For the first time since 1996, the Baseball Writers' Association of America did not select anyone to be inducted into the National Baseball Hall of Fame. This was the eighth time that no one was selected by the writers but most onlookers could see this coming. The influx of suspected steroid users on the ballot makes it tough to judge players and there has been plenty of debate surrounding who should be elected in the coming years.
Craig Biggio was the closest person to getting 75% of the vote needed to be enshrined but he only mustered 68.2% in his first year on the ballot. Twins World Series hero Jack Morris came in second with 67.7% of the vote in his 14th year on the ballot. Rounding out the rest of the top five were Jeff Bagwell (59.6%), Mike Piazza (57.8%), and Tim Raines (52.2%).
In my ballot that I released last week, I hoped that Biggio and Bagwell would comprise the Class of 2013. I knew this was a long shot but it seemed fitting for two of the former "Killer B's" from the Astros. With so many other worthy candidates, I had a full ballot of 10 players but I divided them into different categories. Those categories included: "Future Inductions," "May Never Get In (But Still On My Ballot)," and the "Under-Appreciated Duo." Check out the entire piece to see the reasons I gave for each selection.
For Morris, it was discouraging to see that he only made a small jump in the voting. In the 2012 voting, he finished in second place with 66.7% of the vote and it was looking like he could make the jump needed to get to 75%. His 1% increase this year doesn't bode well for the 57-year old former pitcher that will be on the ballot for one last time in 2013. As more players from the steroids era enter the ballot, the numbers for Morris look more likely that they won't stack up to the competition.
The clock is ticking for Jack Morris since there will be some very strong first time candidates on next year's ballot. Tom Glavine, Greg Maddux, and Frank Thomas will all have strong cases to be elected in their first time on the ballot. There will also be some strong returning candidates like Biggio, Bagwell, and Piazza. Morris will get one more chance but the odds are not exactly looking like they will be in his favor when it comes to election time next January.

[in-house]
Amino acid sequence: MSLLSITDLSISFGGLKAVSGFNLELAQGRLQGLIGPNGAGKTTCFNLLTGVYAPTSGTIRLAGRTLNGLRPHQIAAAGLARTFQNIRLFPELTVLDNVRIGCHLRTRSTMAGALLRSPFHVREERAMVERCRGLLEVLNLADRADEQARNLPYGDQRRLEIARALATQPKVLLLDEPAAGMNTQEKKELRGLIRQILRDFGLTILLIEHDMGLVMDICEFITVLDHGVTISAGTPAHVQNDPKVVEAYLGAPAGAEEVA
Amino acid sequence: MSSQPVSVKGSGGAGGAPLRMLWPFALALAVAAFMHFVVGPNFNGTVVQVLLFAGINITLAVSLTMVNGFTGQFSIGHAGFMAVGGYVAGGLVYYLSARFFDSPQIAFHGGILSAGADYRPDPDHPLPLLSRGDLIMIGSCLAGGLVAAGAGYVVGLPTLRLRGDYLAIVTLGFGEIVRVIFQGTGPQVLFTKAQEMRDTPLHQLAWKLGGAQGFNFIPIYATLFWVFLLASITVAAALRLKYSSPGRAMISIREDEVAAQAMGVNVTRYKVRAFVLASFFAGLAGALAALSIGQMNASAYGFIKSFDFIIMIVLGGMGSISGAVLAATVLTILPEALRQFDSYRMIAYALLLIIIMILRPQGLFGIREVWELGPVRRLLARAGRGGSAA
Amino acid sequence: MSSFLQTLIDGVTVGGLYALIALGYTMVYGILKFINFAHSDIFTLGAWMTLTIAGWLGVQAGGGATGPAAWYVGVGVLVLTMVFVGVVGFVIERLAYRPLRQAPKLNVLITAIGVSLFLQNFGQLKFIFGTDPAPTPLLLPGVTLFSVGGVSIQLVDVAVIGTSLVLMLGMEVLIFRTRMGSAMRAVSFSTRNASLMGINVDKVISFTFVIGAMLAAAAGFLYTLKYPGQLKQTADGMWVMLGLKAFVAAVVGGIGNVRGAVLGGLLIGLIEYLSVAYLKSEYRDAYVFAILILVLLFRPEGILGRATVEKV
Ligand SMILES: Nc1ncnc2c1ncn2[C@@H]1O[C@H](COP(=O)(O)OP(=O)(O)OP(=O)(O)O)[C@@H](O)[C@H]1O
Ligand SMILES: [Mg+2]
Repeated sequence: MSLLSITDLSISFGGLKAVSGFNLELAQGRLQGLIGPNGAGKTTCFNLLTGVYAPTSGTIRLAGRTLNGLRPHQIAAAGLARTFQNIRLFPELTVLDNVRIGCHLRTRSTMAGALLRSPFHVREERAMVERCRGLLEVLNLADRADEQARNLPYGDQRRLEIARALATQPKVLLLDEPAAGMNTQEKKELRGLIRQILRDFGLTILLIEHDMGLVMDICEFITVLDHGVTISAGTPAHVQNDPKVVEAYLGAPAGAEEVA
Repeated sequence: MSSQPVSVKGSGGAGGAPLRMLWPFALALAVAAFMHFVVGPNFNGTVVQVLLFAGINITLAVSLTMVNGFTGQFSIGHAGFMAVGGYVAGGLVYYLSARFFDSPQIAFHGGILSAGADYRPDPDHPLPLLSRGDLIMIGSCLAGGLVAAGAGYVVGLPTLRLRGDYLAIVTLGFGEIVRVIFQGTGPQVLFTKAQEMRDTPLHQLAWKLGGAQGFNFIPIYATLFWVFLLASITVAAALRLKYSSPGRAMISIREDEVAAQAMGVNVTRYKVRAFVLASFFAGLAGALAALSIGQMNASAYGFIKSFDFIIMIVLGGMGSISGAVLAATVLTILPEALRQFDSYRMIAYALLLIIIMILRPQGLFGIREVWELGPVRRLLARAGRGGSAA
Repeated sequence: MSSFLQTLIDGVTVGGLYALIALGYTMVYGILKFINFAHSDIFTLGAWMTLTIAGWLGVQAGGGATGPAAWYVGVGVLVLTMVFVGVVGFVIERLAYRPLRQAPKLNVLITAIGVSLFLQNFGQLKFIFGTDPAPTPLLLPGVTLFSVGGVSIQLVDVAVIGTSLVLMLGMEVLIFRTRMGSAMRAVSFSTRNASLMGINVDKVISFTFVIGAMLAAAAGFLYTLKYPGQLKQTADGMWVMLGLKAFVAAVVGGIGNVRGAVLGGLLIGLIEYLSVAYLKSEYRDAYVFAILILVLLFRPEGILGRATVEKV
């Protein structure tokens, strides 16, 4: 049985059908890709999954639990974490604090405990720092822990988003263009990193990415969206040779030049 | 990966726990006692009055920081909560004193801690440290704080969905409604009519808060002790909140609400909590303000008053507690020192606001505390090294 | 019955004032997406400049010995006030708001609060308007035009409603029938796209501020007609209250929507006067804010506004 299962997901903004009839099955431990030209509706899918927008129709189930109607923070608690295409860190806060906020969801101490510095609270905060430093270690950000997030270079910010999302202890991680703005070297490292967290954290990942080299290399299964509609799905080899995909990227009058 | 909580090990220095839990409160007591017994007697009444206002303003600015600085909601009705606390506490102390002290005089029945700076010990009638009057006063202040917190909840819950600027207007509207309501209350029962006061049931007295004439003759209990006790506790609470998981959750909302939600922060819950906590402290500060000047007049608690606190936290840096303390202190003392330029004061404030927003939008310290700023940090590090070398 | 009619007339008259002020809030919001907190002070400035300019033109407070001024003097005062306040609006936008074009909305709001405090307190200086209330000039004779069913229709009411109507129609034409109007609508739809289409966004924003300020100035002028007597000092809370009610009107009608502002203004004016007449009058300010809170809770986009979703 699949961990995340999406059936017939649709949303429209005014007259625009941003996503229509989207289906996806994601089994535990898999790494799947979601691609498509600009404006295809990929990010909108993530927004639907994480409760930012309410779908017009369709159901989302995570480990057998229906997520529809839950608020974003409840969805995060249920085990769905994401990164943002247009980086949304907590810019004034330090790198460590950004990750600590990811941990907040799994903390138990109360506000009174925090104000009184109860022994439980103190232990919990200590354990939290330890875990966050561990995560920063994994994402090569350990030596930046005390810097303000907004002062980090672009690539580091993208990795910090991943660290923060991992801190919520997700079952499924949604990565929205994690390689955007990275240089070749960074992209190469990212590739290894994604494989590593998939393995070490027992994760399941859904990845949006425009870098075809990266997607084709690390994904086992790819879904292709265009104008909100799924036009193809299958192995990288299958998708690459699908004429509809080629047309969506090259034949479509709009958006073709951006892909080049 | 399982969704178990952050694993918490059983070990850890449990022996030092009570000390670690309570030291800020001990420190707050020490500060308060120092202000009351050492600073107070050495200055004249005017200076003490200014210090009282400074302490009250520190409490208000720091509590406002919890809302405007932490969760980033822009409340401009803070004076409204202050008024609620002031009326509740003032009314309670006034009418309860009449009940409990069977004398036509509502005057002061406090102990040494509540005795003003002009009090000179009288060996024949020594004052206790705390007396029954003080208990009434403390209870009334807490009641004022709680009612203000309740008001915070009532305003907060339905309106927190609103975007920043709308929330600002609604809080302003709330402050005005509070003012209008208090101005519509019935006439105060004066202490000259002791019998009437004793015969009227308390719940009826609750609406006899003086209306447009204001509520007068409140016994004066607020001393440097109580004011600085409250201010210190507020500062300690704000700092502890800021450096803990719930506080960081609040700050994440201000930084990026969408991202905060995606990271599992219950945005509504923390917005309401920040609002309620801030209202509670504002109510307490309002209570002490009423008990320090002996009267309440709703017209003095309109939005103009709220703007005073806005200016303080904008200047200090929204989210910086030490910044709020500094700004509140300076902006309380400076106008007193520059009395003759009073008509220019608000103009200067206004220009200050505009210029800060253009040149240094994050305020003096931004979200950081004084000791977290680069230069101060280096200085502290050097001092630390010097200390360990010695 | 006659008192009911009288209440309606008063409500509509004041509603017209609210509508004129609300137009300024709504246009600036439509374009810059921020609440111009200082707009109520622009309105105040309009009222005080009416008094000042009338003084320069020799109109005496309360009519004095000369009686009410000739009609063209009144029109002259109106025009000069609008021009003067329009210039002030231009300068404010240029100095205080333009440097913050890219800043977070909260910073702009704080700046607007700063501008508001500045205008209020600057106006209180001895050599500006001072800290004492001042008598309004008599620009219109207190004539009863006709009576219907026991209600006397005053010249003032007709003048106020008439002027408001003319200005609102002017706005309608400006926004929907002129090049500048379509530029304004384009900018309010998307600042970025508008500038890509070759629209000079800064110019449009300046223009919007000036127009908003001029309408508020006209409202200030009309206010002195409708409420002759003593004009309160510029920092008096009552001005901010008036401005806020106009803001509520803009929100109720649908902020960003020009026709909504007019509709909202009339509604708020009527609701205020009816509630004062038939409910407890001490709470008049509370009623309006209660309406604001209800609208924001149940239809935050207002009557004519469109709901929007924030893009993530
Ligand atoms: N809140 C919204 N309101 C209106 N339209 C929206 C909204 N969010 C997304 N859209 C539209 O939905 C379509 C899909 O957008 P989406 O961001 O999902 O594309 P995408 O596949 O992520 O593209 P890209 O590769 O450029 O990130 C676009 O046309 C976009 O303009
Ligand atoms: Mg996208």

When compared to Glavine and Maddux, Morris doesn't seem to stand a chance on the 2014 ballot. Maddux has a career WAR of 101.6 and this should make him almost a lock to be a first ballot selection. Glavine has a very good 76.8 WAR, which isn't as high as Maddux but it is still very good. Morris is much further down the list with a 39.3 WAR and that would rank sixth among pitchers on next year's ballot.
There are plenty of people on both sides of the debate surrounding Morris. Some writers have spoke out loudly to try and push for Morris to get in as he runs out of years on the ballot. Other's have compared Morris to other top pitchers and his numbers don't exactly stand out above the crowd. With one year left, the voices against Morris seem to be bringing down any momentum that he had building in the last couple of years.
Twins fans saw Bert Blyleven get elected in his 14th year of eligibility so there were some that thought this might be the year for Morris. Blyleven had much better numbers for his career and his induction should have come much sooner than it did. The extra years on the ballot helped to build the narrative in favor of Blyleven. The problem for Morris has been the fact that the narrative has been building as much against him as it has been for him.
Morris pitched one of the biggest games in World Series history and he happened to be wearing a Twins uniform when he did it. On my ballot, I voted for Morris because of the nostalgia involved with Game 7 from 1991. He was the last addition to my ballot so if I had to remove one player it would have probably been him.
Does this mean that he probably doesn't deserve to be in the Hall? Most likely...